Open Source vs Paid Platform Website Builders
It’s becoming increasingly popular to use a paid platform content management system (CMS) to build websites. There are all kinds of them out there, from the most popular, Squarespace, to the more generic, GoDaddy Site Builder. It’s never been easier for someone to have a presence online.
But choosing the right platform to build your website is one of the most important decisions you can make. It’s perfectly fine, to use a paid CMS. Some of them, like Squarespace, seem to be in it for the long-haul. They’ve developed a reliable piece of software that lets just about anyone start a website. You just have to be willing to “pay-to-play” and you have to be willing to go along with their company policies and changes.
What can happen with a paid platform
Don’t get me wrong, there are a lot of positives to using a paid platform. They’re easy for anyone and while they’re not bullet-proof, their security measures are usually on-point. However, a lot of companies are often testing the web market whether you realize it or not. And when they don’t consider it be profitable, they cut it from their business model.
The above statement is from one of my clients who used to use the Yahoo Site Builder. They were alerted with this statement one day and were forced to rebuild their website somewhere else. Yahoo’s reasoning you ask? Website design wasn’t in their best interest anymore and they simply chose to refocus and serve their customers elsewhere. It happens, and it’s rough when you’re on the receiving end.
Another moderately shocking web platform closure was from Adobe, the leader in graphic design software. Adobe ventured into the realm of website content management systems with Adobe Muse. Muse looked promising. It was a visual site editor that also gave clients some ability to make updates to their website. They held on long enough for me to even try it on a couple of small websites.
Then, one-day website designers everywhere were greeted with the following statement:
I was actually pretty shocked by this, considering it was Adobe. Muse looked promising, but again if it doesn’t fit the business model, anything is subject to being retired.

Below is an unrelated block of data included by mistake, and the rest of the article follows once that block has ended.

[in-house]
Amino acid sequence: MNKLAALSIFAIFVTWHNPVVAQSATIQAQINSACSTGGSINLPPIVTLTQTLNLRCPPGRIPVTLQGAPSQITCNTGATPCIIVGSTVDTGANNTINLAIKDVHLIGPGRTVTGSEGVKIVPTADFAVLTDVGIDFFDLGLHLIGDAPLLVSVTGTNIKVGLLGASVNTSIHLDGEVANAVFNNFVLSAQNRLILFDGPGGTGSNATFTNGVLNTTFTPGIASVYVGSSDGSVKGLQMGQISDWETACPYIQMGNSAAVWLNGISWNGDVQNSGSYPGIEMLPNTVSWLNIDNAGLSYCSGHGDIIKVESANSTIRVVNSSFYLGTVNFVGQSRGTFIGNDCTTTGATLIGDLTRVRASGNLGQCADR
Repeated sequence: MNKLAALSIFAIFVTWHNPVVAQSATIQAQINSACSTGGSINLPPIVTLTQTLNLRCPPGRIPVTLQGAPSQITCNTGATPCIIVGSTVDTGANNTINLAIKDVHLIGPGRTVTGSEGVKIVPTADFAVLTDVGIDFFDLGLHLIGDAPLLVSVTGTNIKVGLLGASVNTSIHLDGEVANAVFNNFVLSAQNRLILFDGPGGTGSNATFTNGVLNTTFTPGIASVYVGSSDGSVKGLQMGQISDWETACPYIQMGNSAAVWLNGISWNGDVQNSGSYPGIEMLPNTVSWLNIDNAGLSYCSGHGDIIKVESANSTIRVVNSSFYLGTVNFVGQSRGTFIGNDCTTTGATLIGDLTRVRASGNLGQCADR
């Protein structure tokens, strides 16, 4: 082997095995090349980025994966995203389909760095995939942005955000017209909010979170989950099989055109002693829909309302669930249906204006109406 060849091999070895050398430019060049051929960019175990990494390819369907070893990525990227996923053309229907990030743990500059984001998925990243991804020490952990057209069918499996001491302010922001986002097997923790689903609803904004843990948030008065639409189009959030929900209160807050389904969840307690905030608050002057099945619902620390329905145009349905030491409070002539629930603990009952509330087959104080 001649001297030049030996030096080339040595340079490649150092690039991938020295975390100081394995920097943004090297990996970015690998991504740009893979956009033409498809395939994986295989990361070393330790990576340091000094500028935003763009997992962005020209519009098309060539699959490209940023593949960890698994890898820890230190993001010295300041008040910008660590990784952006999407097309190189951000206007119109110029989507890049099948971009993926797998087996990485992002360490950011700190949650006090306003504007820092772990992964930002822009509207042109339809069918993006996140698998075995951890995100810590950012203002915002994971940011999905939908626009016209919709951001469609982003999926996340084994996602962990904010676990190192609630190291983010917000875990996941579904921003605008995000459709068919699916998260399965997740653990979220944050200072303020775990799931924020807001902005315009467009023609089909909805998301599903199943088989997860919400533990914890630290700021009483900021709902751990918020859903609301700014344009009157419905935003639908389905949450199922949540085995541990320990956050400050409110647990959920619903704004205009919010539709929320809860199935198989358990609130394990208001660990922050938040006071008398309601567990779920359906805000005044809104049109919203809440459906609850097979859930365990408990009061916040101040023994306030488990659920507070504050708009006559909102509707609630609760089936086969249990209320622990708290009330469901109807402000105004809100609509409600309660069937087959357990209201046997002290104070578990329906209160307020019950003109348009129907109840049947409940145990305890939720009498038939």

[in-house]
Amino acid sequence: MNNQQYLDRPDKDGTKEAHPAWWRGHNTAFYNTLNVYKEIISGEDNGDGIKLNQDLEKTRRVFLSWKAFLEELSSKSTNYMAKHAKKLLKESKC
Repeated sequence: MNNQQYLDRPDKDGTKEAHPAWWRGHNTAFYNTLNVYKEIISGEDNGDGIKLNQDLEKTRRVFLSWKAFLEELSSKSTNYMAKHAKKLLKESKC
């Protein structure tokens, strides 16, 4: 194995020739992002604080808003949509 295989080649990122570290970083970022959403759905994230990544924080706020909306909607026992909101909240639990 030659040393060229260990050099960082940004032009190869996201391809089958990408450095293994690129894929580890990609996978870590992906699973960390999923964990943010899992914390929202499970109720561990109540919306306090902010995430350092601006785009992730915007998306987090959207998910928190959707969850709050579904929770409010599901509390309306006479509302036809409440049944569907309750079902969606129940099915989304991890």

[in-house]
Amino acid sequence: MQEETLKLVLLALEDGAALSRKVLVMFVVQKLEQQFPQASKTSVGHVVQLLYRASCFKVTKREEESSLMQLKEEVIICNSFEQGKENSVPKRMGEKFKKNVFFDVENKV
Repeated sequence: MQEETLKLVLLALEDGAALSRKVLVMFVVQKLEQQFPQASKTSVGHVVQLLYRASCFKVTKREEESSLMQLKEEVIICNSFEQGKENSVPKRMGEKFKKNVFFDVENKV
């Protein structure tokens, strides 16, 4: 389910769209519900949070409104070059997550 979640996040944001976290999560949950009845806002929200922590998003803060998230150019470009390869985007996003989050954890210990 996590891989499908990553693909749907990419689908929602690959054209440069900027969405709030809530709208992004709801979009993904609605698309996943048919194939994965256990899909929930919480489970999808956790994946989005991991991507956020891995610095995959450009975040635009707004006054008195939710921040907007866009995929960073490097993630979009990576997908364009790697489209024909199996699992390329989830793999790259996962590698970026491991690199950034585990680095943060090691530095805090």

Why I still use Open Source
Open source content management systems have been in it since the beginning. Some of the most popular you’ve probably heard of are WordPress, Drupal, and Joomla. They’ve had their fair share of ups and downs and still carry a heavy list of pros and cons. But, they’ve all been able to withstand the test of time and have found stability thanks to the enormous community bases that support them.
I started out using Joomla, and at the time it was ahead of the game. However, its foreign community group and lack of security always made web maintenance a headache. I was constantly fighting the “bad guys” and stressing about plugin upgrades. Drupal was ok, but I never grew to love its editor enough to turn a client loose with it.
Then I started dabbling in WordPress. The community was awesome and very focused on proper security techniques. The plugin library was also immense and allowed you to scale your site quickly and easily. This CMS could make simple little brochure sites or take on large-scale website structures with ease. WordPress is my go-to to this day and it hasn’t slowed down. It just keeps getting better.
What about your website
At the end of the day, use a CMS that’s right for your scenario. Make sure you put in a good amount of research and stay wise to companies who might be testing the web market. Play the long game and you should be fine.
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